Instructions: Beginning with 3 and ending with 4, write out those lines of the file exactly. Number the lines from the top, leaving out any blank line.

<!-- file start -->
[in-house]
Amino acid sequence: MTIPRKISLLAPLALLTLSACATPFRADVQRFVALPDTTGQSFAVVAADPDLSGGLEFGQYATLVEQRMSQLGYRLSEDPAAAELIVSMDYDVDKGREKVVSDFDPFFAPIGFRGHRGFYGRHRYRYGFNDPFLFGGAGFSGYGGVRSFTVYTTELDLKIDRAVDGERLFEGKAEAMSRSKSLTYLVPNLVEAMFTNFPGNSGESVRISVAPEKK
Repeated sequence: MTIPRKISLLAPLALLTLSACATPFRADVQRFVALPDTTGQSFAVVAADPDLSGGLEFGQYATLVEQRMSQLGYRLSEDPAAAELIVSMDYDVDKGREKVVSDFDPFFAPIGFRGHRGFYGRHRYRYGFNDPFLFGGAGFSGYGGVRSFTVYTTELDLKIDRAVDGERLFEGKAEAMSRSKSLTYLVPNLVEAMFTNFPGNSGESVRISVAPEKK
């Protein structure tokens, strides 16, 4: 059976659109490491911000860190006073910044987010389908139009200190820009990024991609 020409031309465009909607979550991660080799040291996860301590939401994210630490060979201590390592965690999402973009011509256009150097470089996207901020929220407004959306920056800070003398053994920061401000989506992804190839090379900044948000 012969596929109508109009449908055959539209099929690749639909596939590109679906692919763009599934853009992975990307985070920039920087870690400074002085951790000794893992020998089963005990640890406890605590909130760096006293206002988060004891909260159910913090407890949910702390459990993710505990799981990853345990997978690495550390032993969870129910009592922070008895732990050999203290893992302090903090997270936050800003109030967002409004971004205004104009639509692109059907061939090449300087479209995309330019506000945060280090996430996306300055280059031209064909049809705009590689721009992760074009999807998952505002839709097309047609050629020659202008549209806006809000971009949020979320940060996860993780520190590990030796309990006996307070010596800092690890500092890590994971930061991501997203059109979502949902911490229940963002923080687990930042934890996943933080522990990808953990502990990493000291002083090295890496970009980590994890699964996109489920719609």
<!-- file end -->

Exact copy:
Repeated sequence: MTIPRKISLLAPLALLTLSACATPFRADVQRFVALPDTTGQSFAVVAADPDLSGGLEFGQYATLVEQRMSQLGYRLSEDPAAAELIVSMDYDVDKGREKVVSDFDPFFAPIGFRGHRGFYGRHRYRYGFNDPFLFGGAGFSGYGGVRSFTVYTTELDLKIDRAVDGERLFEGKAEAMSRSKSLTYLVPNLVEAMFTNFPGNSGESVRISVAPEKK
């Protein structure tokens, strides 16, 4: 059976659109490491911000860190006073910044987010389908139009200190820009990024991609 020409031309465009909607979550991660080799040291996860301590939401994210630490060979201590390592965690999402973009011509256009150097470089996207901020929220407004959306920056800070003398053994920061401000989506992804190839090379900044948000 012969596929109508109009449908055959539209099929690749639909596939590109679906692919763009599934853009992975990307985070920039920087870690400074002085951790000794893992020998089963005990640890406890605590909130760096006293206002988060004891909260159910913090407890949910702390459990993710505990799981990853345990997978690495550390032993969870129910009592922070008895732990050999203290893992302090903090997270936050800003109030967002409004971004205004104009639509692109059907061939090449300087479209995309330019506000945060280090996430996306300055280059031209064909049809705009590689721009992760074009999807998952505002839709097309047609050629020659202008549209806006809000971009949020979320940060996860993780520190590990030796309990006996307070010596800092690890500092890590994971930061991501997203059109979502949902911490229940963002923080687990930042934890996943933080522990990808953990502990990493000291002083090295890496970009980590994890699964996109489920719609």